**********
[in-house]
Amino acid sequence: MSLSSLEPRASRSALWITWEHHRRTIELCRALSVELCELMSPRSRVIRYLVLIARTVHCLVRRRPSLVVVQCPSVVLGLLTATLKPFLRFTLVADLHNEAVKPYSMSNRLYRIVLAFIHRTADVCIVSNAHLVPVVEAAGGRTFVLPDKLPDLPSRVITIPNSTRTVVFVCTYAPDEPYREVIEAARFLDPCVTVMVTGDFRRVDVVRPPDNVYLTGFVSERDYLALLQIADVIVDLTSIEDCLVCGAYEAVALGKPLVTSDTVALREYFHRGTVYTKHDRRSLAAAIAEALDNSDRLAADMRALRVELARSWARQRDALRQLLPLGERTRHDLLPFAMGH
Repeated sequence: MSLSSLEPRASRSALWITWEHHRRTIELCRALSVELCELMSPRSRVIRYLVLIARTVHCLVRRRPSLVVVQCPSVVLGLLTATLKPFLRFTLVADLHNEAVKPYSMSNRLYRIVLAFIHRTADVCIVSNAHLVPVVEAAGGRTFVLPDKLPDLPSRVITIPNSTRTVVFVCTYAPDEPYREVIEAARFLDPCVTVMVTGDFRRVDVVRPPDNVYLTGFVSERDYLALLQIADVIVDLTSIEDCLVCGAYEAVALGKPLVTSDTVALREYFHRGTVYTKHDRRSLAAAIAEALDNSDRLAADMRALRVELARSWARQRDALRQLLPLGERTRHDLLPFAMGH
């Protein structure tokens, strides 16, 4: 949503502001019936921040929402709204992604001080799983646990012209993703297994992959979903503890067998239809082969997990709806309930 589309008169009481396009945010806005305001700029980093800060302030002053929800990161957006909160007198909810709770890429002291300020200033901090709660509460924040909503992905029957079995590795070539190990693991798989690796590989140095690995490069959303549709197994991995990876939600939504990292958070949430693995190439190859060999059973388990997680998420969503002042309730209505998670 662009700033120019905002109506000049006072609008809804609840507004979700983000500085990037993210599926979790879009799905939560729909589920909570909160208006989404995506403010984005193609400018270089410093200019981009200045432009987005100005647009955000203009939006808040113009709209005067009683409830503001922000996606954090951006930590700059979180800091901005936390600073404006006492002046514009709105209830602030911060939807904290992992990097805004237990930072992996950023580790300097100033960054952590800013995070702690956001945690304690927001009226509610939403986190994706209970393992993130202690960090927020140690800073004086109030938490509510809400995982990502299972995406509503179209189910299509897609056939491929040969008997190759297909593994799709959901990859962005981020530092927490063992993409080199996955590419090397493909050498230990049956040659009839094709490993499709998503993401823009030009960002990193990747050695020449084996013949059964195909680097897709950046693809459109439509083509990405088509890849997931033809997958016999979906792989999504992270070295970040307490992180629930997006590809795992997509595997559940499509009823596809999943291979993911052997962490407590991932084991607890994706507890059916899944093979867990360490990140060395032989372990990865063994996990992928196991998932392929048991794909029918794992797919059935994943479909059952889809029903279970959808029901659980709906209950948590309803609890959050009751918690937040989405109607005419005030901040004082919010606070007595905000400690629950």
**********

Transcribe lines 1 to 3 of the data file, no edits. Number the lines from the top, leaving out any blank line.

[in-house]
Amino acid sequence: MSLSSLEPRASRSALWITWEHHRRTIELCRALSVELCELMSPRSRVIRYLVLIARTVHCLVRRRPSLVVVQCPSVVLGLLTATLKPFLRFTLVADLHNEAVKPYSMSNRLYRIVLAFIHRTADVCIVSNAHLVPVVEAAGGRTFVLPDKLPDLPSRVITIPNSTRTVVFVCTYAPDEPYREVIEAARFLDPCVTVMVTGDFRRVDVVRPPDNVYLTGFVSERDYLALLQIADVIVDLTSIEDCLVCGAYEAVALGKPLVTSDTVALREYFHRGTVYTKHDRRSLAAAIAEALDNSDRLAADMRALRVELARSWARQRDALRQLLPLGERTRHDLLPFAMGH
Repeated sequence: MSLSSLEPRASRSALWITWEHHRRTIELCRALSVELCELMSPRSRVIRYLVLIARTVHCLVRRRPSLVVVQCPSVVLGLLTATLKPFLRFTLVADLHNEAVKPYSMSNRLYRIVLAFIHRTADVCIVSNAHLVPVVEAAGGRTFVLPDKLPDLPSRVITIPNSTRTVVFVCTYAPDEPYREVIEAARFLDPCVTVMVTGDFRRVDVVRPPDNVYLTGFVSERDYLALLQIADVIVDLTSIEDCLVCGAYEAVALGKPLVTSDTVALREYFHRGTVYTKHDRRSLAAAIAEALDNSDRLAADMRALRVELARSWARQRDALRQLLPLGERTRHDLLPFAMGH